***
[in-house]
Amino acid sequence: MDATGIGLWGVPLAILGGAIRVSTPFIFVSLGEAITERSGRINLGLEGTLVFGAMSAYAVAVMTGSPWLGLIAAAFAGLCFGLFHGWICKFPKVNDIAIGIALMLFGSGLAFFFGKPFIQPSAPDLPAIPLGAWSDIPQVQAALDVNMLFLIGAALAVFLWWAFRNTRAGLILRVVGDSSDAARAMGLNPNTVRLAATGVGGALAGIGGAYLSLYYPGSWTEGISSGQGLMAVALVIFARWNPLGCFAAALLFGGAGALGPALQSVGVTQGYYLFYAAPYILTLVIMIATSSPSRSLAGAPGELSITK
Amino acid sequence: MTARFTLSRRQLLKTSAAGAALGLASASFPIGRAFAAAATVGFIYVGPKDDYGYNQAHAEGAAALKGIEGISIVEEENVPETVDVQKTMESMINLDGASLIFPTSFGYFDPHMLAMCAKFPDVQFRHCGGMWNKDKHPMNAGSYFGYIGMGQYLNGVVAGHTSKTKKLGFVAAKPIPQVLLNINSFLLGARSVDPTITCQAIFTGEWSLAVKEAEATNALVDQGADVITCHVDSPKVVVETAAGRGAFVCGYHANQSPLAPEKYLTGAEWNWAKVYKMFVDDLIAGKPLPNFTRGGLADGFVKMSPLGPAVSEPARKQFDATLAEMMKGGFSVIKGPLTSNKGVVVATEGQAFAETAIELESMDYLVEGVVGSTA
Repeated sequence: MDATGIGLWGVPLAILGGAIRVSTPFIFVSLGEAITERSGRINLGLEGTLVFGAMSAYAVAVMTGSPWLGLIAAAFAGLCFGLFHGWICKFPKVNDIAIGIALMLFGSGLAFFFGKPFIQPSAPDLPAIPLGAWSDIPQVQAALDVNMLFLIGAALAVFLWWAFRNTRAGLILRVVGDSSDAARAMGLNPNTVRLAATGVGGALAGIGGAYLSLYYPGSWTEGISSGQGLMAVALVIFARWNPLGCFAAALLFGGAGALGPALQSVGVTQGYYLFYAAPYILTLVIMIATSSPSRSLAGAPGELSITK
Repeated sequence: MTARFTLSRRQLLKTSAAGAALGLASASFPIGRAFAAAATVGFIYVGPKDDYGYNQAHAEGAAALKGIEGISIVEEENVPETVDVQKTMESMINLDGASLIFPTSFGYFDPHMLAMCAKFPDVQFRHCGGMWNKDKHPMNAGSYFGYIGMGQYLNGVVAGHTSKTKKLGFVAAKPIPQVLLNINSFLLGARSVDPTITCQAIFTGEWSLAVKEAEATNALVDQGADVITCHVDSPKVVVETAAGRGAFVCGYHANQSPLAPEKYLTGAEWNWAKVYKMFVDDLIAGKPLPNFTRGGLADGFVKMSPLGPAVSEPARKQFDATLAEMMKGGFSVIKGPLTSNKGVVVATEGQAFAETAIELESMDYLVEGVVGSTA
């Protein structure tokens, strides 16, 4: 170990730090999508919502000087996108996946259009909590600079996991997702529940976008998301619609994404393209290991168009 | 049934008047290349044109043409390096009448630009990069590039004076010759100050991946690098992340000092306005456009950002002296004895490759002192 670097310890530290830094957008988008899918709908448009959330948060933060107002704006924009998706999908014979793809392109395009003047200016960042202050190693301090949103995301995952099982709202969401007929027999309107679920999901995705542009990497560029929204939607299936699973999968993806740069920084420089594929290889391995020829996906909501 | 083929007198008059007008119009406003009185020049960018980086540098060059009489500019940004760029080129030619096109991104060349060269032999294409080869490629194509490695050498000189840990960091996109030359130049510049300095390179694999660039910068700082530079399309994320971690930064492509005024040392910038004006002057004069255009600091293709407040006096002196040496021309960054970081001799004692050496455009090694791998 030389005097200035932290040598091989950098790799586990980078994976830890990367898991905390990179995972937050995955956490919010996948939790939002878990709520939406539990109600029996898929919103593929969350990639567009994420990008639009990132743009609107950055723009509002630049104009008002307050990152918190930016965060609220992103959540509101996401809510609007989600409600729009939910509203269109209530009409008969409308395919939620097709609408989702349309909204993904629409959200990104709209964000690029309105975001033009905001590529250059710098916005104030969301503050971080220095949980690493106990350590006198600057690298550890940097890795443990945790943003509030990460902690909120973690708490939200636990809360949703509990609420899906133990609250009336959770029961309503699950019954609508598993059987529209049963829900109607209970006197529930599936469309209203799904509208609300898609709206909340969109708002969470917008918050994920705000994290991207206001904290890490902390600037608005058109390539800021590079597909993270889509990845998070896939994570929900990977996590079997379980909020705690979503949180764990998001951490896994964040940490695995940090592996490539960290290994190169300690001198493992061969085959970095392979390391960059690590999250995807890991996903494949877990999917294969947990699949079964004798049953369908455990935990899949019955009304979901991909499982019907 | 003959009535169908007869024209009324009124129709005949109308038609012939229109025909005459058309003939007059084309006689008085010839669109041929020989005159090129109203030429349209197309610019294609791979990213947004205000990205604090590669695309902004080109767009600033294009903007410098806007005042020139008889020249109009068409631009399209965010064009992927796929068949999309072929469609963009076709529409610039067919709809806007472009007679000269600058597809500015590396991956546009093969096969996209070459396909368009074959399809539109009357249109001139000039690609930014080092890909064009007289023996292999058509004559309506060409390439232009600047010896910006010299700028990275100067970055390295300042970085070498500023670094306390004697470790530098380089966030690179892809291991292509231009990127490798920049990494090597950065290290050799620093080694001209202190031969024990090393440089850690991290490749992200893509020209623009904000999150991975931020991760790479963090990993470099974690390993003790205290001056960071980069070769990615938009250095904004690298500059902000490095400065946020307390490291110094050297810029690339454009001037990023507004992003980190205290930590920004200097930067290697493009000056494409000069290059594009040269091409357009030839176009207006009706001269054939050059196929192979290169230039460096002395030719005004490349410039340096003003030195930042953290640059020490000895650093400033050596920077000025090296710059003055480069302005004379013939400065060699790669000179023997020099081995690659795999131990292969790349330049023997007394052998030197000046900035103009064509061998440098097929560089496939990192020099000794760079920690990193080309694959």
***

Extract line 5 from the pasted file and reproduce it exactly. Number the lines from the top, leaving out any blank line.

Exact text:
Repeated sequence: MTARFTLSRRQLLKTSAAGAALGLASASFPIGRAFAAAATVGFIYVGPKDDYGYNQAHAEGAAALKGIEGISIVEEENVPETVDVQKTMESMINLDGASLIFPTSFGYFDPHMLAMCAKFPDVQFRHCGGMWNKDKHPMNAGSYFGYIGMGQYLNGVVAGHTSKTKKLGFVAAKPIPQVLLNINSFLLGARSVDPTITCQAIFTGEWSLAVKEAEATNALVDQGADVITCHVDSPKVVVETAAGRGAFVCGYHANQSPLAPEKYLTGAEWNWAKVYKMFVDDLIAGKPLPNFTRGGLADGFVKMSPLGPAVSEPARKQFDATLAEMMKGGFSVIKGPLTSNKGVVVATEGQAFAETAIELESMDYLVEGVVGSTA